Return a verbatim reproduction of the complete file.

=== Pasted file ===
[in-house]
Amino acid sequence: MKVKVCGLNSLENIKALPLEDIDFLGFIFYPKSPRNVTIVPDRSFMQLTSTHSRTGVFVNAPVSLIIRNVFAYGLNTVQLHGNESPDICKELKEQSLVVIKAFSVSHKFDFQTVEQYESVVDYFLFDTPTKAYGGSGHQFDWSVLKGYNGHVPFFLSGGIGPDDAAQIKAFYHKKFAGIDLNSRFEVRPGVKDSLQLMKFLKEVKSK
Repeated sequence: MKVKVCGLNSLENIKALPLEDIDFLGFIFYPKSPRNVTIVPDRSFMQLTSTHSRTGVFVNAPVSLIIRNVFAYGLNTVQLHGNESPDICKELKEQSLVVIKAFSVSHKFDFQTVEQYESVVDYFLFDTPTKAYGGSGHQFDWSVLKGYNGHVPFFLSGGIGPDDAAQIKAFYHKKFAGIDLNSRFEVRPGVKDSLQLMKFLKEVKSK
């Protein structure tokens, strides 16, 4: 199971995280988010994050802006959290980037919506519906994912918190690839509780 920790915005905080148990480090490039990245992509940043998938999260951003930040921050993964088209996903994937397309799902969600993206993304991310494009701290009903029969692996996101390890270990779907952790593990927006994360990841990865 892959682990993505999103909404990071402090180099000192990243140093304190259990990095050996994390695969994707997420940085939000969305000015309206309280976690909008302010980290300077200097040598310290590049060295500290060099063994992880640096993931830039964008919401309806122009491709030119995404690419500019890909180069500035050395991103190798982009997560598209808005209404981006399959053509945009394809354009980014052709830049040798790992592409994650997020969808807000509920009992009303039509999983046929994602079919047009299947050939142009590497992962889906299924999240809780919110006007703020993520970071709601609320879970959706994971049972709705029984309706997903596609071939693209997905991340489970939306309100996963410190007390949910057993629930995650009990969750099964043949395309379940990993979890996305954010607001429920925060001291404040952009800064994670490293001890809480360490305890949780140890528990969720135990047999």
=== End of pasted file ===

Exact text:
[in-house]
Amino acid sequence: MKVKVCGLNSLENIKALPLEDIDFLGFIFYPKSPRNVTIVPDRSFMQLTSTHSRTGVFVNAPVSLIIRNVFAYGLNTVQLHGNESPDICKELKEQSLVVIKAFSVSHKFDFQTVEQYESVVDYFLFDTPTKAYGGSGHQFDWSVLKGYNGHVPFFLSGGIGPDDAAQIKAFYHKKFAGIDLNSRFEVRPGVKDSLQLMKFLKEVKSK
Repeated sequence: MKVKVCGLNSLENIKALPLEDIDFLGFIFYPKSPRNVTIVPDRSFMQLTSTHSRTGVFVNAPVSLIIRNVFAYGLNTVQLHGNESPDICKELKEQSLVVIKAFSVSHKFDFQTVEQYESVVDYFLFDTPTKAYGGSGHQFDWSVLKGYNGHVPFFLSGGIGPDDAAQIKAFYHKKFAGIDLNSRFEVRPGVKDSLQLMKFLKEVKSK
């Protein structure tokens, strides 16, 4: 199971995280988010994050802006959290980037919506519906994912918190690839509780 920790915005905080148990480090490039990245992509940043998938999260951003930040921050993964088209996903994937397309799902969600993206993304991310494009701290009903029969692996996101390890270990779907952790593990927006994360990841990865 892959682990993505999103909404990071402090180099000192990243140093304190259990990095050996994390695969994707997420940085939000969305000015309206309280976690909008302010980290300077200097040598310290590049060295500290060099063994992880640096993931830039964008919401309806122009491709030119995404690419500019890909180069500035050395991103190798982009997560598209808005209404981006399959053509945009394809354009980014052709830049040798790992592409994650997020969808807000509920009992009303039509999983046929994602079919047009299947050939142009590497992962889906299924999240809780919110006007703020993520970071709601609320879970959706994971049972709705029984309706997903596609071939693209997905991340489970939306309100996963410190007390949910057993629930995650009990969750099964043949395309379940990993979890996305954010607001429920925060001291404040952009800064994670490293001890809480360490305890949780140890528990969720135990047999």